Wednesday, May 25, 2005

Dick Morris: Centrists are Taking Over

Writing for The Hill Dick Morris argues that the filibuster deal signals the that Senate power has been transferred from the wings to the center.

The deal to avert a change in Senate cloture rules is more than just a temporary outbreak of sanity in this highly charged partisan accelerator chamber. It amounts to a transfer of leadership from the polarized, party leaders to the narrow but critical center of the institution…

[T]here now exists, in effect, a third-party caucus in the Senate of moderates from both parties. They may offer a chance for us to be rid of the reflexive and revolting partisanship that has led to government shutdowns and presidential impeachments, each equally abhorrent to most voters.
We can only hope that this new middle of the Senate will take the agenda away from the extremes in each party and bring government back to the middle, where it belongs.

Yes, we can only hope. But it is prematurely optimistic to declare a transfer of power. The extremists in both parties are very loud and well financed. For the Center to take hold, we’ll need to see a lot more courage from the Centrists.

Nevertheless, it’s great to see so many recognizing the existence and importance of the vital Center.


At 10:31 AM, Blogger Heiuan said...

If the Centrists want to become more powerful on the national stage, then they need to become more powerful on the local and state-wide stage.

It's my opinion that the American people are ALWAYS going to vote their personal comfort zones FIRST, then worry about the rest of the issues.

Centrists need to start proving their value to their neighbors and local area populations. Let these folks see that a Centrist can be an effective leader, not just someone who spouts great campaign promises.

To borrow an old cliche, the proof is in the pudding. When Centrists start having a positive effect on the lives of the local population, then you'll see them becoming more effective on the larger stages. People will vote for what they know works for THEIR lives.

At 10:41 AM, Blogger Alan Stewart Carl said...

Good point. But I'd actually say that there already are thousands of locally elected Centrists (my favorite politician here in DC is Carol Schwartz, a council woman who is a Republican but very much a Centrist; back in my native state, former Dallas Mayor Ron Kirk is a Democrat but also a Centrist). Centrists just need to be more comfortable identifying themselves as such. Usually they are called moderate Republicans or moderate Democrats. But I think Centrist is probably a more accurate term.

At 11:10 AM, Blogger Jonathan C said...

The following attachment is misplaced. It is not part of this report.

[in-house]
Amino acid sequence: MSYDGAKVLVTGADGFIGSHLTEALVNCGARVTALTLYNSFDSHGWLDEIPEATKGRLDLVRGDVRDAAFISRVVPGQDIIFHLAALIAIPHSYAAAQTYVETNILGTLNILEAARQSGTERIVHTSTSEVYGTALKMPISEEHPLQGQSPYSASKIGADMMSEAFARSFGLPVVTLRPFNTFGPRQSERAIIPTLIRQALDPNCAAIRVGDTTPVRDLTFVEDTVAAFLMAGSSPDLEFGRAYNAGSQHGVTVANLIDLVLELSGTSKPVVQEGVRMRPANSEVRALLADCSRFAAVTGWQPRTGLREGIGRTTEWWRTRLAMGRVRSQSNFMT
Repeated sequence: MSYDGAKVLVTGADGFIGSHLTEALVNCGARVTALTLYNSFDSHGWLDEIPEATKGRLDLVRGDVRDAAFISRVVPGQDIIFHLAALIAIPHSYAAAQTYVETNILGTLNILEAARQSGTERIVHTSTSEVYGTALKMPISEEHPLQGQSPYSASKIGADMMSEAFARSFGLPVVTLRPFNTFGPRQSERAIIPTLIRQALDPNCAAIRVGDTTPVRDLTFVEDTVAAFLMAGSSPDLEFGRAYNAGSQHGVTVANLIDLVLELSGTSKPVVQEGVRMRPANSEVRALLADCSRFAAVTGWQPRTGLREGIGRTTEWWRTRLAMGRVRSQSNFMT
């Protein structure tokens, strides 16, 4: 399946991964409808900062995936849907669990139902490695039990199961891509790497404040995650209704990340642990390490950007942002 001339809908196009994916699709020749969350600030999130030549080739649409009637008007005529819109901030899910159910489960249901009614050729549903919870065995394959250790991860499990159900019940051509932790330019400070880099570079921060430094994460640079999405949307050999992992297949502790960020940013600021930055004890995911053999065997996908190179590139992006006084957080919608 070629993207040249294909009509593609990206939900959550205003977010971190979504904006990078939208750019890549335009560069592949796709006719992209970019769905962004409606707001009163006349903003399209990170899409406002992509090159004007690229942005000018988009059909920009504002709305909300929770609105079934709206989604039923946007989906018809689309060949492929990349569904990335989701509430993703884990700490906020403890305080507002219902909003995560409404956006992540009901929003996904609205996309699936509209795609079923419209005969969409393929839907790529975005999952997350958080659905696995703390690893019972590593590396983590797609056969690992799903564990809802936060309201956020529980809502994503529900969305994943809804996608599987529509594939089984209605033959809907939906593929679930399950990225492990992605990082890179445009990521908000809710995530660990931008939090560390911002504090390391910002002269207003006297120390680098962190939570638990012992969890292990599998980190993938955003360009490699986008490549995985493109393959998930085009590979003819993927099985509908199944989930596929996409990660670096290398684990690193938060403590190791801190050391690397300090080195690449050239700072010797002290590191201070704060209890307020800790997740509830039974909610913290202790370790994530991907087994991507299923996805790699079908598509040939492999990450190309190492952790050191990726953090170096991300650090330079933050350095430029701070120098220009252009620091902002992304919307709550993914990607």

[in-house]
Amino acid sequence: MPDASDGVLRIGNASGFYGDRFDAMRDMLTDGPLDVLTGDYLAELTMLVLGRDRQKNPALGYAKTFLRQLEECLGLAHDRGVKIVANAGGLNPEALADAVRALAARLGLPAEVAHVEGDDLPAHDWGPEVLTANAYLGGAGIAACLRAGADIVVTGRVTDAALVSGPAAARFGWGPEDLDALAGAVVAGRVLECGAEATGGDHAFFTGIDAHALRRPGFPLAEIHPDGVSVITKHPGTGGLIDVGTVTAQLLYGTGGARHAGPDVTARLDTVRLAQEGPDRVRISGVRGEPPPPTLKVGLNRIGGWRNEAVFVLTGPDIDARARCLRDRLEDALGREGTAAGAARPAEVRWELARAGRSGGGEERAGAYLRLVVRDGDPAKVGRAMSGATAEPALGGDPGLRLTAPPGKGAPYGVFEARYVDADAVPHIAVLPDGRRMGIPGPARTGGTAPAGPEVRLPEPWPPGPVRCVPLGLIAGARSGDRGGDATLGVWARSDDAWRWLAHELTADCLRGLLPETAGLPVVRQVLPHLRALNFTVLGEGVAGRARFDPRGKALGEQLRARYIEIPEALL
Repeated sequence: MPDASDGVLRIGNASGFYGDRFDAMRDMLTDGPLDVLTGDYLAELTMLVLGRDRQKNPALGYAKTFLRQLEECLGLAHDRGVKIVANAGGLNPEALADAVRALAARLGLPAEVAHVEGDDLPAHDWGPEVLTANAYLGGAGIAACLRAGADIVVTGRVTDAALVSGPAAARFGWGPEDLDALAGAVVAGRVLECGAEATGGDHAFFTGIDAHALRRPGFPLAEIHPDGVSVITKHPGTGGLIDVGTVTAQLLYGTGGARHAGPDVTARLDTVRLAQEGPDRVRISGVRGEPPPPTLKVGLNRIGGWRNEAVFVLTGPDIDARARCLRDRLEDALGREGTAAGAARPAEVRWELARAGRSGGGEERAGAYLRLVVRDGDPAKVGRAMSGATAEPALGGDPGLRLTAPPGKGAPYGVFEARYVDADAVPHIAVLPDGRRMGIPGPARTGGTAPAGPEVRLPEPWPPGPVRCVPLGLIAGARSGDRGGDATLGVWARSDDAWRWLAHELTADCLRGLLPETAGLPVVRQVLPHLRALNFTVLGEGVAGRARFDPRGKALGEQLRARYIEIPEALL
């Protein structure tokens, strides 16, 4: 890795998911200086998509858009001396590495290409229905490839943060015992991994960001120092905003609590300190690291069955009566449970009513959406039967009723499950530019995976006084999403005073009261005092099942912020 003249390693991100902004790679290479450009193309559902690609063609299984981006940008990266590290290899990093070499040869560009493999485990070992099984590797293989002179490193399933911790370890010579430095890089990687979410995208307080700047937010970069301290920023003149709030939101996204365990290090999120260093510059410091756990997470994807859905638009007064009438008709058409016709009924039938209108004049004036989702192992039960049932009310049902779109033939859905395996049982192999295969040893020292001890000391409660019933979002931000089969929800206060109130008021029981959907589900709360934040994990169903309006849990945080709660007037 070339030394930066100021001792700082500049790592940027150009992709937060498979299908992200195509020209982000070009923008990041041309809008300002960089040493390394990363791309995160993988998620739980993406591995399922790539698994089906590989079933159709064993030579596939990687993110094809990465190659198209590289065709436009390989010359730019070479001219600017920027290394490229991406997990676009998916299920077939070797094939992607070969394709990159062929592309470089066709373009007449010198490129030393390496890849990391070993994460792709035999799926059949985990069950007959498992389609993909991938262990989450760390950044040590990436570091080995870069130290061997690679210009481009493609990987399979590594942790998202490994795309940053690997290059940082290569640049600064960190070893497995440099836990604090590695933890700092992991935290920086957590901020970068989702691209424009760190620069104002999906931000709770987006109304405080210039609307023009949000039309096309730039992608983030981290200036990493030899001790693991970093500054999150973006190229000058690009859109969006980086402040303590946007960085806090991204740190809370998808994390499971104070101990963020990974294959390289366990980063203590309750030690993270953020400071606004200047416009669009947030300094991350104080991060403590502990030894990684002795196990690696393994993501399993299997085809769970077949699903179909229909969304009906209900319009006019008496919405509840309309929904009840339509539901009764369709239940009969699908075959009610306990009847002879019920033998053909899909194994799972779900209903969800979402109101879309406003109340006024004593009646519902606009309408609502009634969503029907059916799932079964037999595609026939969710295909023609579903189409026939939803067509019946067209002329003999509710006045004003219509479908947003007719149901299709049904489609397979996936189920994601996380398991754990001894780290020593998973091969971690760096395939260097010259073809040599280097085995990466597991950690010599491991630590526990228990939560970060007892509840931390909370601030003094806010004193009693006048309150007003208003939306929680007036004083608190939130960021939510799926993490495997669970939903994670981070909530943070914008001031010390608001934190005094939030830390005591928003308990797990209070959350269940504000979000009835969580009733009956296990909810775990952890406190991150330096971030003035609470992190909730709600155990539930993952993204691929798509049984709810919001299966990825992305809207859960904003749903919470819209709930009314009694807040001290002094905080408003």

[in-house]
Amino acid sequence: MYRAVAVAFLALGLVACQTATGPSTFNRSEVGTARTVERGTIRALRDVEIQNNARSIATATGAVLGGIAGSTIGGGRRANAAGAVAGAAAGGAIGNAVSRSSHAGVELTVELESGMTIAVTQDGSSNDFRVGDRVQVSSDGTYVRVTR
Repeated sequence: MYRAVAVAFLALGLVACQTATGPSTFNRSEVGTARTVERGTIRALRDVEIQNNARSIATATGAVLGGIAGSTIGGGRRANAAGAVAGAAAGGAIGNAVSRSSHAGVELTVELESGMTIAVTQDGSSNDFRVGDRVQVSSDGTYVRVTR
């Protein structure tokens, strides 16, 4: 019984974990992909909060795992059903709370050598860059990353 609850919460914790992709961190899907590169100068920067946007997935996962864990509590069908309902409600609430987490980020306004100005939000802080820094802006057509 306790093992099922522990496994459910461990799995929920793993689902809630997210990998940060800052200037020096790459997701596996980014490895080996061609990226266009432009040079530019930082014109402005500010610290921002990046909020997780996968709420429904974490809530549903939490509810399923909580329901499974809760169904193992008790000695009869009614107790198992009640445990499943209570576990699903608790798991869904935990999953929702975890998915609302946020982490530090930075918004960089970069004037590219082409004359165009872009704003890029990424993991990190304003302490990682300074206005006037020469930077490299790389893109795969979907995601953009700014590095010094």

Another thing that is needed are advocacy groups for centrist issues. (I have a post on that subject here.)

The Left and Right have great machines for getting their message out, centrists need the same to be able to appeal to their base. It should be noted that Centrists that are elected to high office generally have broad public support of even their extremist bases. Look at Bill Clinton.

At 11:12 AM, Blogger Heiuan said...

Terminology is important. I'm a registered Democrat but vote damned near strictly Centrist each election cycle.

I prefer the term Centrist over Moderate, because I feel my beliefs aren't "moderately" one side or the other. They are right down the middle of the road for the most part.

I believe it is time for this third party to emerge. And the only way to do that effectively is for politicians to self-identify as Centrist.

Everybody's always spouting off about the "grassroots." Well, this is where grassroots start.

Those who do identify as Centrist stand a much better chance of election to local offices where it doesn't cost quite as much to run an election. If we can get them elected, then they'll have the chance to prove themselves.

At 11:28 AM, Blogger Alan Stewart Carl said...


That is why we almost never use the word "moderate" on this site. Moderates, in my mind, are just adverse to conflict and seek to keep things calm, even artificially calm. Centrists have a distinct political character which tends to fall in the middle of the spectrum.

CitizenQ: If you haven't already, check out The Centrist Coalition. It's a fledgling Centrist advocacy group.

At 2:01 PM, Blogger Heiuan said...

Alan, then I'm glad I found this site.

LOL...I'm not a moderate anything. I'm a Centrist and as soon as that becomes a choice on the Voter Registration Form, I'll be in line to sign up.

At 4:02 PM, Anonymous Anonymous said...

I am a proud Marine, husband, and Centrist. We can be the true defenders of our Republic and I am looking forward to the day that I can serve as a member of The Centrist Party at my local level.
Sgt Duran

At 4:51 PM, Blogger Alan Stewart Carl said...

Sgt Duran,

Glad to hear you have aspirations to become an elected Centrist. That's great. We need people like you.


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